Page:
It was the fifth derailment involving 5000-series cars, which were manufactured by CAF Inc. of Spain and went into service in 2001, and at least the ninth for Metro in the past four years. A report on the first four derailments, issued in October 2004, said they took place on side tracks and involved trains with no passengers aboard that were operating at speeds of 5 to 10 mph and making tight turns on tracks that were not lubricated properly.

Proper lubrication is important because it helps prevent train wheels from climbing up and off the rail in tight turns, said Fred Goodine, Metro's assistant general manager for safety. Farbstein said Metro would not provide data on the last time the stretch of track involved in Sunday's derailment was inspected or lubricated.

After the other derailments, Goodine said a task force would look at possible changes to the cars or tracks. Metro managers also launched a separate study of the cars in 2004. Metro officials would not release those results yesterday.

Goodine said at the time that the probability of a derailment of this type on a main line was unlikely, largely because passengers would add weight to the cars. Sunday's six-car train carried 120 passengers.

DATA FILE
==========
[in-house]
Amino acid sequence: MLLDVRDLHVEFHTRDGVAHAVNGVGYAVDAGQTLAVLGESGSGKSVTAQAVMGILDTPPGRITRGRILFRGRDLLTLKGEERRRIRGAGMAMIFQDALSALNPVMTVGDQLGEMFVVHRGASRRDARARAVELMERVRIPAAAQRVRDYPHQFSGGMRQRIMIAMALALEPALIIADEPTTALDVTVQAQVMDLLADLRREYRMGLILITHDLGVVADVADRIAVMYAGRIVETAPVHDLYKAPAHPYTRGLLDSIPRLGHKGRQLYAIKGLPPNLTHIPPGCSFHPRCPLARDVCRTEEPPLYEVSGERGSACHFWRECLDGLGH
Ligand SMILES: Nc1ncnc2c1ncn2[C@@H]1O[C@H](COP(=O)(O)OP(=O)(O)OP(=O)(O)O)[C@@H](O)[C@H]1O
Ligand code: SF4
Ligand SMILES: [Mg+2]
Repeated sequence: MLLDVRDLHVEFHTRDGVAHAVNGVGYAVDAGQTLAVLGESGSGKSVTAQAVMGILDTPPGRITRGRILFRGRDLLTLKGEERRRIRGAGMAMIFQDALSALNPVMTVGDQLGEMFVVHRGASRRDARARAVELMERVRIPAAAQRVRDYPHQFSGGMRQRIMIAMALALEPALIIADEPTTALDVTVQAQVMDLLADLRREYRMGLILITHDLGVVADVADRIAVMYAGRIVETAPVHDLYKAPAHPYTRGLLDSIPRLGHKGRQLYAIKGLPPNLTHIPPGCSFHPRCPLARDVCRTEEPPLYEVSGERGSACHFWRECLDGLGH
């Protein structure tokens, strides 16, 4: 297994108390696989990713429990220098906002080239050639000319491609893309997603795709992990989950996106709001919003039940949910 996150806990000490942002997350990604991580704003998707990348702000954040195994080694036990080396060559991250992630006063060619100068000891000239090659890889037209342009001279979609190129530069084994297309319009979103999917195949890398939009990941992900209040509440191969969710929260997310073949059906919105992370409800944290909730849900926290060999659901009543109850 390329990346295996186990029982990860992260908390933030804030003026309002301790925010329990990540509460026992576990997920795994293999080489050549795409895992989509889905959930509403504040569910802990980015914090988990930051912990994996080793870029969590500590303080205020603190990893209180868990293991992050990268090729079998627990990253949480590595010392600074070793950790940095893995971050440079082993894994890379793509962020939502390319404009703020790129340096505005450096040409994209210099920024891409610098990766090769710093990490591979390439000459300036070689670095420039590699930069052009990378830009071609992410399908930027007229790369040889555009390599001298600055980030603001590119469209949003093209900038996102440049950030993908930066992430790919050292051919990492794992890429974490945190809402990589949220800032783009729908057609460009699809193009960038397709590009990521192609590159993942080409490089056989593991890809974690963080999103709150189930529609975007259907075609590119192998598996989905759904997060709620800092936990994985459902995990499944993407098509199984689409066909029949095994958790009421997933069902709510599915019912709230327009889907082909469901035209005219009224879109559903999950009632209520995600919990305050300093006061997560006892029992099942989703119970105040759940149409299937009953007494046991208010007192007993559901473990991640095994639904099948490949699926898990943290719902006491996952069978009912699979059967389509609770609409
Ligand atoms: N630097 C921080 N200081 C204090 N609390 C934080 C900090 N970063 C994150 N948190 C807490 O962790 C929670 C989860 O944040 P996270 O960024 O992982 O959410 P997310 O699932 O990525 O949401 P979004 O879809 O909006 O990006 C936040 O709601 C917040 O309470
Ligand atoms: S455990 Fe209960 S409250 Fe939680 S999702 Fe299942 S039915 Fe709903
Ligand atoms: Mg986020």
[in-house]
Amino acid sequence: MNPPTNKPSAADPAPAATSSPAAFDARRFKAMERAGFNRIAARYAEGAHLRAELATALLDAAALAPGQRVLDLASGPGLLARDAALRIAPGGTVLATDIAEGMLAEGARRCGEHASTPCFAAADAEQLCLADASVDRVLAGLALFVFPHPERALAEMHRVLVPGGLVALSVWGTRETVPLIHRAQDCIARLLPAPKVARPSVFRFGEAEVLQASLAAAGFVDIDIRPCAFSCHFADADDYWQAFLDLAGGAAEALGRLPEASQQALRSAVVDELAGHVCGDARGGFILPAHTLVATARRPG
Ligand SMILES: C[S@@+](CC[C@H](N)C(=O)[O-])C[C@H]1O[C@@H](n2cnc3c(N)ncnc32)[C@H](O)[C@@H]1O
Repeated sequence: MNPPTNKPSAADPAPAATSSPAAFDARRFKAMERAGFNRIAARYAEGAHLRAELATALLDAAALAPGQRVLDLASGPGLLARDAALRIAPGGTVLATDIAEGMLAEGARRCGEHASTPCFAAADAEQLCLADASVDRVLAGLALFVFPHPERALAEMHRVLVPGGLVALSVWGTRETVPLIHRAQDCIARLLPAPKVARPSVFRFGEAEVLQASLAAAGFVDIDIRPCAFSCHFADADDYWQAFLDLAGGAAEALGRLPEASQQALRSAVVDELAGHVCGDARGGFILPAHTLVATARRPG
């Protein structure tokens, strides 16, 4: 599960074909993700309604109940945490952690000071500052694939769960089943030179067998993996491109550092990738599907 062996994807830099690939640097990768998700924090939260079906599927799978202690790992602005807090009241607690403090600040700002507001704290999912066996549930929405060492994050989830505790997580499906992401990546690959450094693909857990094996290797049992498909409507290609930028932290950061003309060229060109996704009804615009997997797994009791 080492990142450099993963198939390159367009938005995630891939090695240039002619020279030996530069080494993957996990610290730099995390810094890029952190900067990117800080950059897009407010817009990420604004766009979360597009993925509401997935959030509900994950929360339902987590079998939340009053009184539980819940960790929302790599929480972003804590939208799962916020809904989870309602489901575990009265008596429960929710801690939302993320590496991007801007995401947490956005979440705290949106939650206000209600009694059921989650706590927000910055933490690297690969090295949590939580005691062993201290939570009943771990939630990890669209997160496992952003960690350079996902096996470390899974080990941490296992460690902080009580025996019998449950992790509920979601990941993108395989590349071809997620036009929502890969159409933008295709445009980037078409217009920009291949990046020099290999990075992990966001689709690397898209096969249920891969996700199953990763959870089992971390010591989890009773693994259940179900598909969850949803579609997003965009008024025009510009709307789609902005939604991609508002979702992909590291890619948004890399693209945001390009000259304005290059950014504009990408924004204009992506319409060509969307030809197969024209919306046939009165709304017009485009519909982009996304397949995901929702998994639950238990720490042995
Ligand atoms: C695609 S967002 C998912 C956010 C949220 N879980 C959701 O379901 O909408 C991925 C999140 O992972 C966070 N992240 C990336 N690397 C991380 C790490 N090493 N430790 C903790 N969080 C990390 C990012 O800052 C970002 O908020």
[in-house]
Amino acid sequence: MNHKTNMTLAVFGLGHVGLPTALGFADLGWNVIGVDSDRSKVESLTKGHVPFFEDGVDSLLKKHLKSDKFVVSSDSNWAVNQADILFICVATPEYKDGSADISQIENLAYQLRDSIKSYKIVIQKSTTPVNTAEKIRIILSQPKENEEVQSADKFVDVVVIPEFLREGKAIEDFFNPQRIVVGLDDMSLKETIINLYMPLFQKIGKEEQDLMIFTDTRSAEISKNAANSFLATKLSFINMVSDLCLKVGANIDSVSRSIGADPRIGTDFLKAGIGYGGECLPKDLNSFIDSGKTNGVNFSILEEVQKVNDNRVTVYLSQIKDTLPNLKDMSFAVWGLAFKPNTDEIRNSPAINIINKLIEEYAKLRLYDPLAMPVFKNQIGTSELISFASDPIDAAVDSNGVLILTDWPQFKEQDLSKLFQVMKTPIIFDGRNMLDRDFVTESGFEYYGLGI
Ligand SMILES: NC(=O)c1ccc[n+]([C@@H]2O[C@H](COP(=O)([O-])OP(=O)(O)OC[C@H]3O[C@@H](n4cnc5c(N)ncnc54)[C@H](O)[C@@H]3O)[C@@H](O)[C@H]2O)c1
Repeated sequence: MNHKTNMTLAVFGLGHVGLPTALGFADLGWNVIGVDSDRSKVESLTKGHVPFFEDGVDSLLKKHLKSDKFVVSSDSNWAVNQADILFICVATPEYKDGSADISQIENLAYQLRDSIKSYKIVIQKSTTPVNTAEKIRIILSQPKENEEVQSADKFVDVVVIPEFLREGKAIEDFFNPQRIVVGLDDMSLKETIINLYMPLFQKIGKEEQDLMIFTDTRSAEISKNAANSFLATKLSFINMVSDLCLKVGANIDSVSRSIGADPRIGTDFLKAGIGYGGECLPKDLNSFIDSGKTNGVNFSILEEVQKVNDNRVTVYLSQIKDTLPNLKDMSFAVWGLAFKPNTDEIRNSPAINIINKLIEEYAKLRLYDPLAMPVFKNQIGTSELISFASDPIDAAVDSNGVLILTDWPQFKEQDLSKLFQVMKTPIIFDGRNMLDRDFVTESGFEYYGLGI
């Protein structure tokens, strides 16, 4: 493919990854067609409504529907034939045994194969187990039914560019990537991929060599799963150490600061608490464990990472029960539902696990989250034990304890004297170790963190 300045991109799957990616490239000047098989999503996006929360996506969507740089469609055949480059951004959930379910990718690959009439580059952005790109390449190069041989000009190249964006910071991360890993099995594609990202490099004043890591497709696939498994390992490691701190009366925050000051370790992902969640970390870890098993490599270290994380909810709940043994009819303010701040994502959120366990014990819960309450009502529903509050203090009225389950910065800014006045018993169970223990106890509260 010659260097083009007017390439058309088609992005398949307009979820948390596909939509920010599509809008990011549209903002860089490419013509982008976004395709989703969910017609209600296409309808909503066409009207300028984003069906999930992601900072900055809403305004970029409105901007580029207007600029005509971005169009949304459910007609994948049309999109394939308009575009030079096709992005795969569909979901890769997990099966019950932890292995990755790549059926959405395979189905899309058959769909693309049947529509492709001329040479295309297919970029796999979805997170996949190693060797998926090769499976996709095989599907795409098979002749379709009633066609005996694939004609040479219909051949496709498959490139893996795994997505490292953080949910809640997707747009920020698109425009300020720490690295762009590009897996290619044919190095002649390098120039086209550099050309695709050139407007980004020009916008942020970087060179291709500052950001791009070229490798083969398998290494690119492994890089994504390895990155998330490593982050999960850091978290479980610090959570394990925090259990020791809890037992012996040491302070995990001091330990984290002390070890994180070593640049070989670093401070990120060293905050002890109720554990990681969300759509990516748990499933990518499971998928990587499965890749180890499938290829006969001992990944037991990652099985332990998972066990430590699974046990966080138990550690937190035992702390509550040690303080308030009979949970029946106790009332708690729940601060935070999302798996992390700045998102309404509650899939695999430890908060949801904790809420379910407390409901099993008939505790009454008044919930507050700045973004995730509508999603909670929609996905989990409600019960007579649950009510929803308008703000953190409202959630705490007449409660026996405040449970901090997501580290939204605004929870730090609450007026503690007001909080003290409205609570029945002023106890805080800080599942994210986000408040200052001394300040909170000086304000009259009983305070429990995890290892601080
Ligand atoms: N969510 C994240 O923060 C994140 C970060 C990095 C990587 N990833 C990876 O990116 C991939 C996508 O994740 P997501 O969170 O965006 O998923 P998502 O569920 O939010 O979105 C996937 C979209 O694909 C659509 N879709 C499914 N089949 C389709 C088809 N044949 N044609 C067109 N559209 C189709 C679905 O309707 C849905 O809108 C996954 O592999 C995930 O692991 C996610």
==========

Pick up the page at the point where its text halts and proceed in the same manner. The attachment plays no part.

Farbstein said that the system is safe and that Sunday's derailment was only the fifth with customers on board in 31 years of Metrorail service.

The CAF cars have been troubled from the start. Assembly plant problems led Metro to order the carmaker to shut down production at one point. After the cars emerged from the assembly line, they had software problems that led to malfunctioning doors and brakes. In 2002, a malfunctioning door on a CAF car caught an elderly woman by the arm and dragged her through Gallery Place Station until she was able to pull herself free. Also that year, a fire erupted in a heater on a CAF car, and it was discovered that many of the heaters were wired improperly. The total cost to Metro for the 192 CAF cars was $340 million.

Sunday's derailment is the latest in a string of high-profile accidents on Metro.

On Nov. 30, two workers were fatally struck by a Metro train while performing routine track inspection near Eisenhower Avenue Station in Alexandria. In May, a worker was struck and killed by a train at Dupont Circle Station, seven months after another worker died after he was hit by a train near the Braddock Road stop in Alexandria. And in November 2004, a collision between two trains at Woodley Park Station sent 20 passengers to the hospital.